Since Olle’s inception, thousands of people, from near and far, have trekked the solitary paths. With sixteen connecting routes that total 270km, one can walk until their heart’s content. Photo by Kang Kil Soon
For over a thousand years, El Camino de Santiago, the ancient path running from Southern France to Northern Spain has attracted countless numbers of pilgrims from Europe and Asia.
Paulo Coelho, a Brazilian novelist, wrote "The Pilgrimage" in 1987, inspired by a walk along the 800km long path. Today, El Camino de Santiago or St. James’ Way is taken every year by over 100,000 visitors from all over the world, who are searching for a spiritual healing and rejuvenation.
But who would have imagined that two thousand years after St. James first walked the path, his footsteps would inspire tens of thousands of Korean to explore their own sacred island?
After 23 years toiling in various newsrooms, Suh Myung-sook, then editor-in-chief of OhmyNews, a pioneering Korean citizen journalism site, decided in September 2006 that she had had enough as a newswoman. After a month of preparation, she flew to Spain and started her own 36-day pilgrimage along El Camino de Santiago.
While walking the trail, she met Paulo Coelho, who was then filming a documentary series about El Camino de Santiago. She also met a British girl she remembers as 'Henney' near the end of the journey. Suh and Henney were chatting about how great it was for them to walk the ancient path one night when Henney suggested what came as a revelation to Suh; if the journey was so great for Koreans, why not build your own El Camino de Santiago when you go back?
Suh recalled how beautiful and serene Jeju was when she was growing up on the island years ago. She came back to Jeju and explored “Olle,” the narrow local pathways formed by low-rising black stone walls snaking along hundreds of bucolic seaside towns. Suh realized that by restoring old paths and creating new roads for hikers to explore, she could easily build trail routes in the island that would resemble those in Spain.
The first trail route was opened to the public in September, 2007. Since then, Suh and her Jeju Olle exploration team have created a combined total of 274km of walking trails on Jeju Island. They have even enlisted soldiers training in the local marine camp to connect the seaside paths, previously broken by rocky terrain. Currently, sixteen trail routes have been opened to walkers and the trail exploration team is still working on new ones.
Jeju Olle has proved to be an instant hit among Korean hikers who have been looking for an alternative way to enjoy the island. In its first year, some 3,000 hikers visited Jeju to explore the Olle trails, but the number soon exploded to 30,000 in the 2nd year of the program's inception. From January to September of this year, over 200,000 hikers are believed to have walked the Olle trails.
In 1970s and 1980s, when Jeju was Korea’s Hawaii, Koreans would visit Jeju for their honeymoons and revisit the island a few years later to commemorate their first visit. Hopping over some well-known tourist destinations by black cab limos or tour buses was the most preferred mode of enjoying the island back then. With the exception of a few hikers or cyclists who were willing to venture out to the far corners of the island, Jeju had remained one of the many well-manicured, but uninspiring tourist sites in Korea.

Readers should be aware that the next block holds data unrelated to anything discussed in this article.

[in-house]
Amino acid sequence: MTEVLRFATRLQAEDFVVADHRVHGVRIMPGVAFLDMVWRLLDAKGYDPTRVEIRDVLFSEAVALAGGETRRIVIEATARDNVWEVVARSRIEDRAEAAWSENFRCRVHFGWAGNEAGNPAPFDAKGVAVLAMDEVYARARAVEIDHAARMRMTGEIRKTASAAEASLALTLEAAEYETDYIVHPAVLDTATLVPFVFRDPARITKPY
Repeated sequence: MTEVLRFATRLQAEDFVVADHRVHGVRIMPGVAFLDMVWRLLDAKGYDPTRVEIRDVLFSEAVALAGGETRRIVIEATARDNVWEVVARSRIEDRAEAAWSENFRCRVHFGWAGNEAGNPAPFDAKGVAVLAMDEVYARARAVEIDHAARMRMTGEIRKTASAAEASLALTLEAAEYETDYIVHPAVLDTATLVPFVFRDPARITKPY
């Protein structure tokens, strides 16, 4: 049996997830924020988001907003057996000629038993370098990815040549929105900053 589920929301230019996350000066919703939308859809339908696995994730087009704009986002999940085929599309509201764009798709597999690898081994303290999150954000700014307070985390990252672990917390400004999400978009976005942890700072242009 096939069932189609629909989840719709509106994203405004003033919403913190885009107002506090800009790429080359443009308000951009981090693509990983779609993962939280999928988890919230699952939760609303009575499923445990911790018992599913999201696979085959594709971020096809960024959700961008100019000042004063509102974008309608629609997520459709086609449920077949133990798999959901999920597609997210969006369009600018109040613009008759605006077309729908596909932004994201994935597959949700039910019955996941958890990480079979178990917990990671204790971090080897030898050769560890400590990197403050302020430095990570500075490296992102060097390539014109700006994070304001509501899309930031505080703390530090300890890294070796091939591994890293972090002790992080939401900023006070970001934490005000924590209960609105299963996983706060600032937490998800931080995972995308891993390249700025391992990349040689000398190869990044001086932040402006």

As Korean couples increasingly started to choose oversees resorts for their honeymoons during the 1990s, Jeju gradually lost its lure as the top destination. The rent-a-car boom compensated for the lost honeymoon traffic to a degree as other tourists started to drive around the island looking for some hidden wonders of Jeju.
Fortunately for Suh and her Jeju Olle team, Jeju’s tourism industry saw another revolutionary leap in its infrastructure beginning in the mid 2000s: the budget airline.
The Olle trails offer a rare opportunity to experience Jeju’s natural beauty without the aide of guides or tour buses. These roads, for the most part, were once abandoned, but Suh Myung-sook changed all that with the opening of the first Olle trail in Sept. 2007. Left, photo by Kang Kil Soon. Right, photo by Veronica Fortune
On the Seoul-Jeju route, long dominated by the duopoly of Korean Air and Asiana Airlines, Jeju Air and other no-frills airlines started to offer much cheaper tickets. The price of a return ticket from Seoul to Jeju plummeted from as high as 200,000 won to 40,000 won (about US$40) within a year after the launch of the service, crumbling the psychological barriers to Jeju for ordinary fliers. Now, no longer only a destination for honeymoons or once-in-a-life-time trips, but a scenic island perpetually perfected for a snap weekend excursion.
Thanks, in part, to the blockbuster success of the Olle trails, the number of annual visitors to Jeju passed the 5 million mark this October, a month ahead of the schedule, despite the growing fear over the global swine flu pandemic.
And Olle is wining the hearts of Jeju natives as well. Whereas traditional tourists spent their travel budget in the big name hotels and resorts owned mostly by mainlanders, the money Olle hikers are spending is literally trickling down to the bottom of the Jeju economy.
Walking along the 16 Olle trail routes, hikers can easily spot ‘welcome’ signs posted by hundreds of local mom-and-pop stores and restaurants. For the first time in the history of Jeju tourism, tourists from the mainland are being truly welcomed by the Jeju natives.
Three years after she was first lured to El Camino de Santiago, Suh is now dreaming of attracting pilgrims of the world to Jeju, making the island an Asian center of global eco-tourism. Can it happen? Judging from the initial reaction of some expat communities in Korea, the answer seems to be 'yes, maybe.'
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